Near the end, the main character must have a crisis that pushes them to take a desperate action, which then produces the climax. If the action of the main character does not produce the climax but something else does, this is called a deus ex machina ending and audiences almost always reject this type of ending as unsatisfactory.

Most of writing a story is figuring out how a character gets from point A to point C(risis). How does this person end up in such a terrible position that they have to make such a hard decision? The key to finding a good crisis is determining what the worst possible option would be for this person, and then forcing them to make that choice. The trick here is realizing that there’s nothing more they could do. This is their final attempt. If it fails, they failed.

What has your main character tried to avoid having to do for the whole story, whether they realized it or not? This is the thing they must do, or fail to do, at the crisis moment in order to produce the story’s climax. 

COMMITMENT that begins the path to crisis. In order to get to the point where the character takes the greatest step and does the most extreme thing that they could do to solve their problems, at an earlier point they must have committed to solving this problem. In other words, they must reach a point early on where they have to solve the problem and cannot walk away.

Characters can be committed passively (they discover a bomb will go off and kill them if they don’t defuse the bomb or get out of the locked room) or actively (they choose to rush into the room and save their lover from the bomb). Regardless, even the most passive character must become an active character past this point. By the crisis, they have to take action, or you will end up with a deus ex machina ending that nobody enjoys.

Why does your character have to solve this problem? Why can’t they pass it off to somebody else? If they can, you need to consider if that other person would make a better character, or redesign this character. If they have a real reason to solve this issue, and to commit to doing so, then you’re getting somewhere.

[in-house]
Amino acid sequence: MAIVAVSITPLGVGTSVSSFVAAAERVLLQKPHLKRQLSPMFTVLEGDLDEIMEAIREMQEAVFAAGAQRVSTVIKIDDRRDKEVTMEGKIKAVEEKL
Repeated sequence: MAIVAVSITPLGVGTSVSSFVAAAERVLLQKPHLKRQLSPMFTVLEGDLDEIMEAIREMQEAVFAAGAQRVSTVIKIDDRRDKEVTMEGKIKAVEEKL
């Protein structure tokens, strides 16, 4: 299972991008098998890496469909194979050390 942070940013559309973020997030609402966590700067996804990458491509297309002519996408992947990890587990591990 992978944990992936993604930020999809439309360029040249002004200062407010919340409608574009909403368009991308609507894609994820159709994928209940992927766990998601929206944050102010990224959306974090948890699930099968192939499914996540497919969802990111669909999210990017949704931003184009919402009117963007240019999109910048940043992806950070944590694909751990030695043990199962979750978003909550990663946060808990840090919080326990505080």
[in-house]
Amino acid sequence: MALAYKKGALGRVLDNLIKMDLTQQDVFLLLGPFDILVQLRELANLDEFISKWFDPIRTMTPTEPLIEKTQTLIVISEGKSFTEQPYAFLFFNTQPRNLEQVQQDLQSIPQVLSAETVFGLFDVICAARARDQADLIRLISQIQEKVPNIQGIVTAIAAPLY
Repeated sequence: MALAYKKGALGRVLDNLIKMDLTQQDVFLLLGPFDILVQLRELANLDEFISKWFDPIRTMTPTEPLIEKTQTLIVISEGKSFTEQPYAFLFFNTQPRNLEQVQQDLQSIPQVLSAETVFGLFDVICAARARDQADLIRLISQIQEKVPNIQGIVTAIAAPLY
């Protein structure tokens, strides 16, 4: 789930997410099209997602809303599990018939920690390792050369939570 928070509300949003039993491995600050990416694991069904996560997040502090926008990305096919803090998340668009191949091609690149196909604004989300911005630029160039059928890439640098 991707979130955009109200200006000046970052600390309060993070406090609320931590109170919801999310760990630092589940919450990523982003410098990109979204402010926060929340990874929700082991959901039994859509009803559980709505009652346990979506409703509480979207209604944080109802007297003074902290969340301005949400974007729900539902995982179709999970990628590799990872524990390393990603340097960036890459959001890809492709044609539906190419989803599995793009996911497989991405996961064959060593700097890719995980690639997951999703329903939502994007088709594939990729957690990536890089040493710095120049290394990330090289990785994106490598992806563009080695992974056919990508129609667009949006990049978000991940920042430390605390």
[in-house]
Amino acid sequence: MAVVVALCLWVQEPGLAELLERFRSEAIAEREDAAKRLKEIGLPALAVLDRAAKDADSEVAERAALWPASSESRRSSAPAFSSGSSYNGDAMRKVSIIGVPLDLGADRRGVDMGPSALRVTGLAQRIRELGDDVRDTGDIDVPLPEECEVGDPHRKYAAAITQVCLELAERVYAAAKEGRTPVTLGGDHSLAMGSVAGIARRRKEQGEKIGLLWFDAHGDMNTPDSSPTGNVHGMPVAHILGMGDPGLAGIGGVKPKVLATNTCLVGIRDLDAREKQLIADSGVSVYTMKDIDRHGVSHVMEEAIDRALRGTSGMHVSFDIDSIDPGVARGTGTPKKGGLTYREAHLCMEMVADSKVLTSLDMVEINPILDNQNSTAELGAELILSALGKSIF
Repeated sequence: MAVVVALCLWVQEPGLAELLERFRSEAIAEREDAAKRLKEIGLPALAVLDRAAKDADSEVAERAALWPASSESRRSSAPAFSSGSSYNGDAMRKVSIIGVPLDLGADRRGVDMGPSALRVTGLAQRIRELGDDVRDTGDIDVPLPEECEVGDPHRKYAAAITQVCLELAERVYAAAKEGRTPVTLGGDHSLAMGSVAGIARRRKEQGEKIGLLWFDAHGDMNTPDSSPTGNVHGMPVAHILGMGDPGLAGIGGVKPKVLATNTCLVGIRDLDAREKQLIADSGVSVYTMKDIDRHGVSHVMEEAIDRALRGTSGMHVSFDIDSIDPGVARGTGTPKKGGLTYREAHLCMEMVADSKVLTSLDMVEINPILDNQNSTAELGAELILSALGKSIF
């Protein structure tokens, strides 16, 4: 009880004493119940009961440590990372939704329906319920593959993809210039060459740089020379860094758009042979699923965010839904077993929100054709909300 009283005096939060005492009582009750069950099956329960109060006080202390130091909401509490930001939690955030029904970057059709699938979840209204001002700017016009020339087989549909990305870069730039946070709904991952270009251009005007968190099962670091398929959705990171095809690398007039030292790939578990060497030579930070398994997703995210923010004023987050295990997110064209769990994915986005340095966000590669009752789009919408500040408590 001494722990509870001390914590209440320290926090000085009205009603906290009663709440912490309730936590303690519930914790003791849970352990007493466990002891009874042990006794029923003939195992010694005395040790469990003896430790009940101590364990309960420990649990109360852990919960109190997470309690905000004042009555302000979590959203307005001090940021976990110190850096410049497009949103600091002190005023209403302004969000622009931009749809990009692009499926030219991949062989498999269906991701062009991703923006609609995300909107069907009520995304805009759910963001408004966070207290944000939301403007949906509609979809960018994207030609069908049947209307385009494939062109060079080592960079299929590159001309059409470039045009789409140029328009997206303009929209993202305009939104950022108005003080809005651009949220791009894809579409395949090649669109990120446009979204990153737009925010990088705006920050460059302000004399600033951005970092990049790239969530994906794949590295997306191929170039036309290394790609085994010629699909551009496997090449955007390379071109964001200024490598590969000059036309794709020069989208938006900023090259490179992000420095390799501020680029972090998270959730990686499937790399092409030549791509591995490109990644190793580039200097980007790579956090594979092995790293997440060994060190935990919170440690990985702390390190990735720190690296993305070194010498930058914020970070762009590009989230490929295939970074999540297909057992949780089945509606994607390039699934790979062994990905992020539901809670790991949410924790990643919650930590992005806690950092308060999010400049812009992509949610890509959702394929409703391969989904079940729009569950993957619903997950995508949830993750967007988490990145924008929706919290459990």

CATALYST that moves the character toward commitment. The catalyst moment in the story is when the problem arises in the life of the character, when the conflict comes into view.

Story design is easier if you think of characters as lazy. Just like you, they don’t want to solve their problems, they want them to just go away. If they won’t just go away, they then want somebody else to solve them. If nobody else can solve them, they want to just ignore them. If they can’t ignore them (if they become committed), then they will try to smallest thing possible to solve them. When that fails, they will try a slightly larger thing, but the next-smallest thing they could try. Only after everything else fails, after a series of escalating attempts, will they take their most desperate crisis action. 

If you don’t have milk and you want milk, you don’t just go next door and murder your neighbour for milk. First you try to ignore your craving for milk, then you put it on a grocery list and try to wait your thirst out, and if it’s too big you go to the story, and if they have no milk you go to another store, etc.

Think about two things: who is your character and what is their world like? If your milk-thirsty main character is a remorseless serial killer, maybe he would see killing his neighbour as less hassle than going to the store. If his neighbour runs a dairy farm and the nearest store is a five hour’s drive away, maybe he would consider stealing some milk and only accidentally end up killing someone in the course of this.

What would get your lazy character off his seat and into the story? What’s comfortable about their life, and what would unsettle that and throw them off their game enough that they would feel the need to do something?